She refused a plea offer of 3 years (perhaps because she did not wish to be separated from her just born baby), and was convicted of three counts of aggravated assault at trial. Florida’s “10-20-Life” law imposed upon her a mandatory minimum sentence of 20 years (three counts, each 20 years, run concurrently).

    Alexander appropriately won a re-trial because the trial judge’s instructions on self-defense were improperly stated.  Since her first trial, however, Flroida case law has found that sentences under “10-20-Life” must be run consecutively, not concurrently.  As a result, Alexander now faces up to 60 years in prison on the three counts of aggravated assault with a firearm if she is convicted again–which seems likely given the evidence in the case.

    She had previously received a self-defense immunity hearing under Florida’s 76.032–“Immunity from criminal prosecution and civil action for justifiable use of force”–and been denied. To win immunity under this provision the defendant must show, by a preponderance of the evidence, that they acted in lawful self-defense.  This is a vastly greater degree of proof than is required to win self-defense at trial, where the defendant need raise merely a reasonable doubt that they may have acted in lawful self-defense.  Regardless, Alexander failed on this earlier motion.

    Now she is to receive a second shot at the apple, with a new self-defense immunity hearing to be held on May 16, as reported by MSNBC and other sources.  Given the facts of the case it seems impossible that she would be able to bring to court a preponderance of the evidence of self-defense–any narrative of self-defense seems scant, at best, under the facts of this case.

    If her motion for self-defense immunity is denied, as seems likely, her re-trial is scheduled to being on Monday, July 21.

    ???: Michael Dunn Re-Trial Date of May 5 Delayed Indefinitely

    Those who have followed along will recall that Michael Dunn fired several salvos of bullets into the red SUV carrying teenager Jordan Davis and several of his friends.  The jury convicted Dunn of attempted murder for the latter salvos of shots, but hung on the charge of murder for the initial salvo that mortally wounded Davis.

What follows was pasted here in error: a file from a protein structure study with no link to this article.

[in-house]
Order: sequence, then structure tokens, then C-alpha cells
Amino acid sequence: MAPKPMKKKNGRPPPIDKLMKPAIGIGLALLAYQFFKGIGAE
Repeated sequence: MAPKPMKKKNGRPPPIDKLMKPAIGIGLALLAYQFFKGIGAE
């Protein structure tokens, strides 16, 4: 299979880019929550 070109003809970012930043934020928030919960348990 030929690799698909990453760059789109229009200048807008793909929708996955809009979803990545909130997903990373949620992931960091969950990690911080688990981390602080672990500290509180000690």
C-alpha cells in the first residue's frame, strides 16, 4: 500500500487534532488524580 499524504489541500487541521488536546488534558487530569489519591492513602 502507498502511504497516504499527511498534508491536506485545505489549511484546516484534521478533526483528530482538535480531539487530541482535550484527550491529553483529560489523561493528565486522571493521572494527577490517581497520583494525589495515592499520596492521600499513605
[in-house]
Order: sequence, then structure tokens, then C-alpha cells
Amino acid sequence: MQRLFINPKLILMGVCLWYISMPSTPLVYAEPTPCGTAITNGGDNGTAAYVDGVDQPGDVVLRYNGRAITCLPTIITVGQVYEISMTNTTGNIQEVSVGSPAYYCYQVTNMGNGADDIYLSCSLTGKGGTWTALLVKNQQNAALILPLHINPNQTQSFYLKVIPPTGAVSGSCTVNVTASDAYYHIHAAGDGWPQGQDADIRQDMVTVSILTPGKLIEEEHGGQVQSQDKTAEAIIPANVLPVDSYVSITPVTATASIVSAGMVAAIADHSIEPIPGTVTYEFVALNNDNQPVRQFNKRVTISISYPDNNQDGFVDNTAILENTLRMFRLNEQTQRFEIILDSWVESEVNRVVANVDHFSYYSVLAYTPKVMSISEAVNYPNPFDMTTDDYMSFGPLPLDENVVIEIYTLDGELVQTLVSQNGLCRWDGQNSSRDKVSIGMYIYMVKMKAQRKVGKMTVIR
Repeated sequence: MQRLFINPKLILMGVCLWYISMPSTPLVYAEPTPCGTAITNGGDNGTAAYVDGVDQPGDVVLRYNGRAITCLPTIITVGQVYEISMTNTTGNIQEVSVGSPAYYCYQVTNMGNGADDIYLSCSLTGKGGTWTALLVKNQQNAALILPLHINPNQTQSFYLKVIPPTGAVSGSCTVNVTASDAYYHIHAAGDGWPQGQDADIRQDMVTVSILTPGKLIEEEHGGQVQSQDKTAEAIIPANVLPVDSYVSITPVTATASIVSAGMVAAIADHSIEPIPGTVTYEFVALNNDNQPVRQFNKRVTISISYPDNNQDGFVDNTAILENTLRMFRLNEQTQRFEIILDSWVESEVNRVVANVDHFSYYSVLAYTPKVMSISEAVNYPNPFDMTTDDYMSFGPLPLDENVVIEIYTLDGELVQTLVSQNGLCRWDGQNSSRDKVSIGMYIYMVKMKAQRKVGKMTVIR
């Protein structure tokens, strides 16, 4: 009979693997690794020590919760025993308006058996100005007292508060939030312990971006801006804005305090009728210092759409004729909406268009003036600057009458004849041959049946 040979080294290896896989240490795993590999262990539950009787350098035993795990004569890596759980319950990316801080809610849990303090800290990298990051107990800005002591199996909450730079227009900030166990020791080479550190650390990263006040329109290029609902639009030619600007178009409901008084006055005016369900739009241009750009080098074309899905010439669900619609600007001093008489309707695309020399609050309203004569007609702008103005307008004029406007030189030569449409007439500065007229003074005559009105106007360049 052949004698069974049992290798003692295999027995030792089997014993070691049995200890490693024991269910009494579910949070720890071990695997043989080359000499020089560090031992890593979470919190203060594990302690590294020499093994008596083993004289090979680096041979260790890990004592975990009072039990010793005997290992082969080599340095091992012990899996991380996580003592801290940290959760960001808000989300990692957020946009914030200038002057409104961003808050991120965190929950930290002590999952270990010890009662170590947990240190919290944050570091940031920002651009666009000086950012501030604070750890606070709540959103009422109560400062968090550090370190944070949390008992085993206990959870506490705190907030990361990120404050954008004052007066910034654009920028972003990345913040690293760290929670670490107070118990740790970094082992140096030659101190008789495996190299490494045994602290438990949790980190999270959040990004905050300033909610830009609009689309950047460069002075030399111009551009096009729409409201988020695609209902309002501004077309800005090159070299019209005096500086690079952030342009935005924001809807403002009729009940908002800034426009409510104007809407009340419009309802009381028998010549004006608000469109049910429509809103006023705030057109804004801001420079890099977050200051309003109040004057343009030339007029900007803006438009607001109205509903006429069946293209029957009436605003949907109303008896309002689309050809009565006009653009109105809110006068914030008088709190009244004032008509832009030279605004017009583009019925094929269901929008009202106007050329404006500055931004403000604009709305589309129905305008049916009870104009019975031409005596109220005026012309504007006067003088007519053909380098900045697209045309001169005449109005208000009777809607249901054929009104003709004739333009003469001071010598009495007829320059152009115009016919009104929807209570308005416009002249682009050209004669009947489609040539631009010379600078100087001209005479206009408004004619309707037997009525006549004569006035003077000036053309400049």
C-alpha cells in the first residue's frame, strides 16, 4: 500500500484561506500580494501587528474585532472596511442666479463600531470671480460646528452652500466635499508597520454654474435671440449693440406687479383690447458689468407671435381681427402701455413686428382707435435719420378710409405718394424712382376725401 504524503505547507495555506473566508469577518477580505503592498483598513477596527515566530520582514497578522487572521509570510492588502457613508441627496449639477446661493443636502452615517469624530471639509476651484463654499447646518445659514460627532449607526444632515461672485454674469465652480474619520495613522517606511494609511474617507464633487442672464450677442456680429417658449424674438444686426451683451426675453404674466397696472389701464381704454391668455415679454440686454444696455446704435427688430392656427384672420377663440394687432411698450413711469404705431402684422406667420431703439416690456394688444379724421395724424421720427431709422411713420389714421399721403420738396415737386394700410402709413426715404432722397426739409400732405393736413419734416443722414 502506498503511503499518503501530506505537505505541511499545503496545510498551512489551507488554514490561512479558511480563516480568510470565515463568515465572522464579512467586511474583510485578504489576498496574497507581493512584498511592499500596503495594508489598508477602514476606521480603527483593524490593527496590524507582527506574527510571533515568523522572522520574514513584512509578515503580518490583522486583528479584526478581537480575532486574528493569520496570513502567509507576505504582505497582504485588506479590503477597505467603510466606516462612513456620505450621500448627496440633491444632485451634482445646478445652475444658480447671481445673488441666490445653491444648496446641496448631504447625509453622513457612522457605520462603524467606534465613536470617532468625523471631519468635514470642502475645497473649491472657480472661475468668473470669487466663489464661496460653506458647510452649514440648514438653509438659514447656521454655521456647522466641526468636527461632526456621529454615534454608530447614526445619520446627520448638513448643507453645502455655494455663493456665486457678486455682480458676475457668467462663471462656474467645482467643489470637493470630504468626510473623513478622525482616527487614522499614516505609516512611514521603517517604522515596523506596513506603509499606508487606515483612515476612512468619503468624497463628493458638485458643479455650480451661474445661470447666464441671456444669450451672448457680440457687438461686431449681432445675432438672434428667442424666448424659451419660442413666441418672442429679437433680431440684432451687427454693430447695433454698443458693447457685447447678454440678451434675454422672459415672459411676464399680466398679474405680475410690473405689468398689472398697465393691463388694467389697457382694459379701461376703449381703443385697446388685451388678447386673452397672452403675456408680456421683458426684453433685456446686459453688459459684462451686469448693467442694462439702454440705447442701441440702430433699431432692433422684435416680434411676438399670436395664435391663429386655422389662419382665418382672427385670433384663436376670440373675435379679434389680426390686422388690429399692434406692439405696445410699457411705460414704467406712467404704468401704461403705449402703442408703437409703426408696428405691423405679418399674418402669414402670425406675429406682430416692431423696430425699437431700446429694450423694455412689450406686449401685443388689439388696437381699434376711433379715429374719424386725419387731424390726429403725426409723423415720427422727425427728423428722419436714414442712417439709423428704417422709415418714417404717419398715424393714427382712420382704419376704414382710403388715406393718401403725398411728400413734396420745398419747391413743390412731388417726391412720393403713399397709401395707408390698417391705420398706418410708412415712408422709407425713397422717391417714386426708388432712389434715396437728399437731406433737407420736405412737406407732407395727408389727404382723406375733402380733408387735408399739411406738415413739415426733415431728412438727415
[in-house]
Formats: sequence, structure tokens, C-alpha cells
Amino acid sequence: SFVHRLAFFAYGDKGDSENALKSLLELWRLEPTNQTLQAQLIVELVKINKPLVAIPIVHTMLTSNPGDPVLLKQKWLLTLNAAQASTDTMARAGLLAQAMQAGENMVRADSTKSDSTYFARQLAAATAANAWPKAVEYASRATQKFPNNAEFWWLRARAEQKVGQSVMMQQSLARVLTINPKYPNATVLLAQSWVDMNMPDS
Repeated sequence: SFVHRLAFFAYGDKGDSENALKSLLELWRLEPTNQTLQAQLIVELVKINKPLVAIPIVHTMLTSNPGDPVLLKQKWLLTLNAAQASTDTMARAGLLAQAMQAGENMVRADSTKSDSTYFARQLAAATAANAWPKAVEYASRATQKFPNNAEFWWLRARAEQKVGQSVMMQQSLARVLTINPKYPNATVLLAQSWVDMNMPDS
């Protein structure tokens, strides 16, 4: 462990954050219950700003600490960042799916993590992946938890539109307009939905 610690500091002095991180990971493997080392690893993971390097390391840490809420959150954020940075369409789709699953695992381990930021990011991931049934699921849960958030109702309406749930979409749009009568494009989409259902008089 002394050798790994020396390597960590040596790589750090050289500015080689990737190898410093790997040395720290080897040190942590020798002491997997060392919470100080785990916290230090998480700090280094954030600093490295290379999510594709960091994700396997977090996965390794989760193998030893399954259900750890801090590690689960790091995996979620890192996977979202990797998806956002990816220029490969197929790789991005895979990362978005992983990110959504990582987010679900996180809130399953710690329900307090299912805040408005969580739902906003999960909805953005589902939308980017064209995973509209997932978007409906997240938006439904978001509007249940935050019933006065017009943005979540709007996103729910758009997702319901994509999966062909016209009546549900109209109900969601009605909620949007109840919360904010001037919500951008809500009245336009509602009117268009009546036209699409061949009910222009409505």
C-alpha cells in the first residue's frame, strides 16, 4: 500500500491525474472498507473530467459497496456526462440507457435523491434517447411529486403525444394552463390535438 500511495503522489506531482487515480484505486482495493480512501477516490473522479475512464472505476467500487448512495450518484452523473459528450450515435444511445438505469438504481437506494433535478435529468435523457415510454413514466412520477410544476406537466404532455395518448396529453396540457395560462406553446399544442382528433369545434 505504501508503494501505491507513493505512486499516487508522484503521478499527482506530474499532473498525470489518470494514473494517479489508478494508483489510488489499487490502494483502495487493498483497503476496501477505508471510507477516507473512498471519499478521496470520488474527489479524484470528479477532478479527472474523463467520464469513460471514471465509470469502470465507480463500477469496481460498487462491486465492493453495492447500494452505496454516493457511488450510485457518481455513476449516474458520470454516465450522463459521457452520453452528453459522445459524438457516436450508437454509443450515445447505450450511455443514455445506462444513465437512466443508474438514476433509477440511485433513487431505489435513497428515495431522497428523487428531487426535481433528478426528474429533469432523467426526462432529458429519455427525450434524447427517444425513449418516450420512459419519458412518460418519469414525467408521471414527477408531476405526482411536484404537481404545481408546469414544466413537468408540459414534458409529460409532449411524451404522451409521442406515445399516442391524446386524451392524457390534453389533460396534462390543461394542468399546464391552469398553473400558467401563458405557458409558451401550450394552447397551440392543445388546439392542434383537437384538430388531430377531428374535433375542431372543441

Michael Dunn awaiting re-trial on charges of murder of Jordan Davis

    Michael Dunn awaiting re-trial on charges of murder of Jordan Davis

    Dunn has a Florida constitutional right to a re-trial within 90 days of his hung verdict, and had been scheduled to begin that re-trial on May 5.  This past week, however, his legal counsel (different counsel than the first trial) waived his right to a speedy trial and requested–and was granted–more time to prepare their case, according to news reports including that of First Coast News.  No specific new date for the re-trial has yet been set.  That said, there is no doubt that he WILL be re-tried, and in my professional opinion convicted of murder.  (But THAT said, recent observation of Florida prosecutors leads me to hedge that bet considerably.)

    OK, folks, that’s all I have today.  I plan to live-tweet each of those trials as they occur, and of course to report on them in real-time right here at Legal Insurrection.

    –-Andrew, @LawSelfDefense


    Andrew F. Branca is an MA lawyer and the author of the seminal book “The Law of Self Defense, 2nd Edition,” available at the Law of Self Defense blog, Amazon.com (paperback and Kindle), Barnes & Noble (paperback and Nook), and elsewhere.

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    Comments


    What about the New Orleans trial of the white guy who shot a teenaged black burglar inside his back fence?

    lol, Sunny just now edited her Wiki page and took out the part about the bet. She’s is obviously very thin-skinned.


       
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      Olinser in reply to rspung. | April 28, 2014 at 11:05 pm

      LOL it was her!!!

      02:33, 29 April 2014‎ Sunnyhostin (talk | contribs)‎ . . (4,607 bytes) (-1,024)‎ . . (undo) (Tag: Mobile edit)

        Wow – it happened just an hour and a half ago since it is now midnight EST and GMT is 0400 hours.


           
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          tom swift in reply to gad-fly. | April 29, 2014 at 7:43 am

          At 7:34 AM EST it’s back in. The page says This page was last modified on 29 April 2014 at 07:44., so whatever time WP uses, it ain’t EST.

          This line seems to be wrong, though –

          Branca provided Hostin a link to the 9-1-1 recording affirming that Zimmerman was in fact not told to stay in his vehicle.

          As I recall, it wasn’t a 911 call, although the press consistently referred to it as such.

          “Edit History” shows 11:38, 29 April 2014‎ Brickmack (talk | contribs)‎ . . (5,631 bytes) (+1,024)‎ . . (Undid revision 606315997 by Sunnyhostin (talk)) (undo)

          But it should be updated, rather than simply un-revised. The fact that she’s trying to whitewash the story should be part of that story.


       
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      MouseTheLuckyDog in reply to rspung. | April 29, 2014 at 5:39 pm